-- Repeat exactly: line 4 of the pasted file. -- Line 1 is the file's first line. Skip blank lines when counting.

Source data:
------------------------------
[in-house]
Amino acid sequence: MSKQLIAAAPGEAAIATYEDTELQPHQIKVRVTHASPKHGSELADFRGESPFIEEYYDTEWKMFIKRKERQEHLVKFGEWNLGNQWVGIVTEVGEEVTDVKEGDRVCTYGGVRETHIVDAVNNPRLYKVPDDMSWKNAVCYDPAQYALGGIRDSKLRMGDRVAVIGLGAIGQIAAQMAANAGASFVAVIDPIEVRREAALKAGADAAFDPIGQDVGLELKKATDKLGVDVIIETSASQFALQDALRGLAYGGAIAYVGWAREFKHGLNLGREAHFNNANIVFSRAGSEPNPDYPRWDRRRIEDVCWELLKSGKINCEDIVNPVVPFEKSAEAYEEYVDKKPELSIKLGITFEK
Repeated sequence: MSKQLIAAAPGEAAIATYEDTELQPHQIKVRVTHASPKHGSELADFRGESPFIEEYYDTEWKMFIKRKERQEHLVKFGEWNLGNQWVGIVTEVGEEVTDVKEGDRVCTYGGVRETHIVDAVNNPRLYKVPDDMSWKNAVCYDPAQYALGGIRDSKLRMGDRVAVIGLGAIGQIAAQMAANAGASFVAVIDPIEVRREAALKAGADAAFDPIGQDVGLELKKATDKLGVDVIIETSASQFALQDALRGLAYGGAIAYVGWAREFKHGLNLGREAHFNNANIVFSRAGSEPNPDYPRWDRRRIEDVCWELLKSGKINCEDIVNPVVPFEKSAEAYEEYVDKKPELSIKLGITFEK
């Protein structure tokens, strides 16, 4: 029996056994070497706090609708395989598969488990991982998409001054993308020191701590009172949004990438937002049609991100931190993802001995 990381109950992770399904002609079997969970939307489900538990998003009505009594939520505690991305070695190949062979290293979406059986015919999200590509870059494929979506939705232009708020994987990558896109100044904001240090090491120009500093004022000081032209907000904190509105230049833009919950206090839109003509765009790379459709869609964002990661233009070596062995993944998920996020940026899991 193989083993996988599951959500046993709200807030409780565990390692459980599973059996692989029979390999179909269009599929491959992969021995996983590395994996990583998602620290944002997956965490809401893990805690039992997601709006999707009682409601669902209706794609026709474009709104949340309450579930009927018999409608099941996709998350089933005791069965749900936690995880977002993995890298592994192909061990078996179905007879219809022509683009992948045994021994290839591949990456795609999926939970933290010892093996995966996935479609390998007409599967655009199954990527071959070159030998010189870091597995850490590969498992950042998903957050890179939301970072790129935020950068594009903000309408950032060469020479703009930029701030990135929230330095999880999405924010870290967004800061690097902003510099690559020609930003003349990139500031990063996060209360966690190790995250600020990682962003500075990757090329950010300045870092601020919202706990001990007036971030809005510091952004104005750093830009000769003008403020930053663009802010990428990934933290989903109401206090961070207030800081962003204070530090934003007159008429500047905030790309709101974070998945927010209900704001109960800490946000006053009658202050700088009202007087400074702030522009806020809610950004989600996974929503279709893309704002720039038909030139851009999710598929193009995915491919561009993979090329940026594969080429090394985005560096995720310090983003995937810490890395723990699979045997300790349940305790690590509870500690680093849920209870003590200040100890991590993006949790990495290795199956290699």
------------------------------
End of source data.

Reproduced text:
């Protein structure tokens, strides 16, 4: 029996056994070497706090609708395989598969488990991982998409001054993308020191701590009172949004990438937002049609991100931190993802001995 990381109950992770399904002609079997969970939307489900538990998003009505009594939520505690991305070695190949062979290293979406059986015919999200590509870059494929979506939705232009708020994987990558896109100044904001240090090491120009500093004022000081032209907000904190509105230049833009919950206090839109003509765009790379459709869609964002990661233009070596062995993944998920996020940026899991 193989083993996988599951959500046993709200807030409780565990390692459980599973059996692989029979390999179909269009599929491959992969021995996983590395994996990583998602620290944002997956965490809401893990805690039992997601709006999707009682409601669902209706794609026709474009709104949340309450579930009927018999409608099941996709998350089933005791069965749900936690995880977002993995890298592994192909061990078996179905007879219809022509683009992948045994021994290839591949990456795609999926939970933290010892093996995966996935479609390998007409599967655009199954990527071959070159030998010189870091597995850490590969498992950042998903957050890179939301970072790129935020950068594009903000309408950032060469020479703009930029701030990135929230330095999880999405924010870290967004800061690097902003510099690559020609930003003349990139500031990063996060209360966690190790995250600020990682962003500075990757090329950010300045870092601020919202706990001990007036971030809005510091952004104005750093830009000769003008403020930053663009802010990428990934933290989903109401206090961070207030800081962003204070530090934003007159008429500047905030790309709101974070998945927010209900704001109960800490946000006053009658202050700088009202007087400074702030522009806020809610950004989600996974929503279709893309704002720039038909030139851009999710598929193009995915491919561009993979090329940026594969080429090394985005560096995720310090983003995937810490890395723990699979045997300790349940305790690590509870500690680093849920209870003590200040100890991590993006949790990495290795199956290699």